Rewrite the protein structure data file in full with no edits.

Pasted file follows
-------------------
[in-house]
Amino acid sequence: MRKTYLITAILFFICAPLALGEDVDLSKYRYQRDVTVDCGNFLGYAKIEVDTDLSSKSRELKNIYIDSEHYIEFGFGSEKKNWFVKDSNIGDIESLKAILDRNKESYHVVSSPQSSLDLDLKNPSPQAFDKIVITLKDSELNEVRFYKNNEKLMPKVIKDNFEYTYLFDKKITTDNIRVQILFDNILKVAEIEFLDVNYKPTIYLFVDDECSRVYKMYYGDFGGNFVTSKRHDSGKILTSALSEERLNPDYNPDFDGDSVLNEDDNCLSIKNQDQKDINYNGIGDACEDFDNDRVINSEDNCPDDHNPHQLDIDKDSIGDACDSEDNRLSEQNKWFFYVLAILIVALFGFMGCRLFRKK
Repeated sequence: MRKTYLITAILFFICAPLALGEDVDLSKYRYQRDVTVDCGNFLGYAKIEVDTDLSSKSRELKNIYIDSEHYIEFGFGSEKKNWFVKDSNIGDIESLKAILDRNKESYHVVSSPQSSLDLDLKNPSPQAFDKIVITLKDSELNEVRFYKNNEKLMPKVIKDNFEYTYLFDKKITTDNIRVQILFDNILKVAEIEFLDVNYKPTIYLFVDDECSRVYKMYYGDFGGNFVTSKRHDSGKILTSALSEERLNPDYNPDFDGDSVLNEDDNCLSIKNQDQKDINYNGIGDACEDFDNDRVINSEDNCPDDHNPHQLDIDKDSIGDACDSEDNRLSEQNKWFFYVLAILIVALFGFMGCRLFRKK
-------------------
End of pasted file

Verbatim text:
[in-house]
Amino acid sequence: MRKTYLITAILFFICAPLALGEDVDLSKYRYQRDVTVDCGNFLGYAKIEVDTDLSSKSRELKNIYIDSEHYIEFGFGSEKKNWFVKDSNIGDIESLKAILDRNKESYHVVSSPQSSLDLDLKNPSPQAFDKIVITLKDSELNEVRFYKNNEKLMPKVIKDNFEYTYLFDKKITTDNIRVQILFDNILKVAEIEFLDVNYKPTIYLFVDDECSRVYKMYYGDFGGNFVTSKRHDSGKILTSALSEERLNPDYNPDFDGDSVLNEDDNCLSIKNQDQKDINYNGIGDACEDFDNDRVINSEDNCPDDHNPHQLDIDKDSIGDACDSEDNRLSEQNKWFFYVLAILIVALFGFMGCRLFRKK
Repeated sequence: MRKTYLITAILFFICAPLALGEDVDLSKYRYQRDVTVDCGNFLGYAKIEVDTDLSSKSRELKNIYIDSEHYIEFGFGSEKKNWFVKDSNIGDIESLKAILDRNKESYHVVSSPQSSLDLDLKNPSPQAFDKIVITLKDSELNEVRFYKNNEKLMPKVIKDNFEYTYLFDKKITTDNIRVQILFDNILKVAEIEFLDVNYKPTIYLFVDDECSRVYKMYYGDFGGNFVTSKRHDSGKILTSALSEERLNPDYNPDFDGDSVLNEDDNCLSIKNQDQKDINYNGIGDACEDFDNDRVINSEDNCPDDHNPHQLDIDKDSIGDACDSEDNRLSEQNKWFFYVLAILIVALFGFMGCRLFRKK